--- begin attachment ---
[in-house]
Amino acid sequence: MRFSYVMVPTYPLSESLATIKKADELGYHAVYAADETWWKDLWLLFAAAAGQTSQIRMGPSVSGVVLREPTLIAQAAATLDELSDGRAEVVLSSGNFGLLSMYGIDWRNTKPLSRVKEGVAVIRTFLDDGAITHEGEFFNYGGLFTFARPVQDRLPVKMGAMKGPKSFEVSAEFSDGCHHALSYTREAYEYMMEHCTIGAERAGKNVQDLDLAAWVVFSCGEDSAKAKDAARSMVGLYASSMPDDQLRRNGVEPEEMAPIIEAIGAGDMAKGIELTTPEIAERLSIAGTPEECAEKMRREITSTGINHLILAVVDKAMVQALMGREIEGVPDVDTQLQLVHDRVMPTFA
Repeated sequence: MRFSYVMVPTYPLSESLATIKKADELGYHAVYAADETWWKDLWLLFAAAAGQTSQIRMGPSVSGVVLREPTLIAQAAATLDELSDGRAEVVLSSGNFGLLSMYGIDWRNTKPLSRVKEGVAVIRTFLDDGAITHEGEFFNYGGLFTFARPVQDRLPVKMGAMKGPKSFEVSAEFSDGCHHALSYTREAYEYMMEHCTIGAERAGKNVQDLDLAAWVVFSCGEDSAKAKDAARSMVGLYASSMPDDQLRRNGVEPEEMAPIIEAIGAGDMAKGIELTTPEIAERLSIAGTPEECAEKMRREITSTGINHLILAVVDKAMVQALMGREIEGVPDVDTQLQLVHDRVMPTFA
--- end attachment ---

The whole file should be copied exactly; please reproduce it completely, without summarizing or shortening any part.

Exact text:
[in-house]
Amino acid sequence: MRFSYVMVPTYPLSESLATIKKADELGYHAVYAADETWWKDLWLLFAAAAGQTSQIRMGPSVSGVVLREPTLIAQAAATLDELSDGRAEVVLSSGNFGLLSMYGIDWRNTKPLSRVKEGVAVIRTFLDDGAITHEGEFFNYGGLFTFARPVQDRLPVKMGAMKGPKSFEVSAEFSDGCHHALSYTREAYEYMMEHCTIGAERAGKNVQDLDLAAWVVFSCGEDSAKAKDAARSMVGLYASSMPDDQLRRNGVEPEEMAPIIEAIGAGDMAKGIELTTPEIAERLSIAGTPEECAEKMRREITSTGINHLILAVVDKAMVQALMGREIEGVPDVDTQLQLVHDRVMPTFA
Repeated sequence: MRFSYVMVPTYPLSESLATIKKADELGYHAVYAADETWWKDLWLLFAAAAGQTSQIRMGPSVSGVVLREPTLIAQAAATLDELSDGRAEVVLSSGNFGLLSMYGIDWRNTKPLSRVKEGVAVIRTFLDDGAITHEGEFFNYGGLFTFARPVQDRLPVKMGAMKGPKSFEVSAEFSDGCHHALSYTREAYEYMMEHCTIGAERAGKNVQDLDLAAWVVFSCGEDSAKAKDAARSMVGLYASSMPDDQLRRNGVEPEEMAPIIEAIGAGDMAKGIELTTPEIAERLSIAGTPEECAEKMRREITSTGINHLILAVVDKAMVQALMGREIEGVPDVDTQLQLVHDRVMPTFA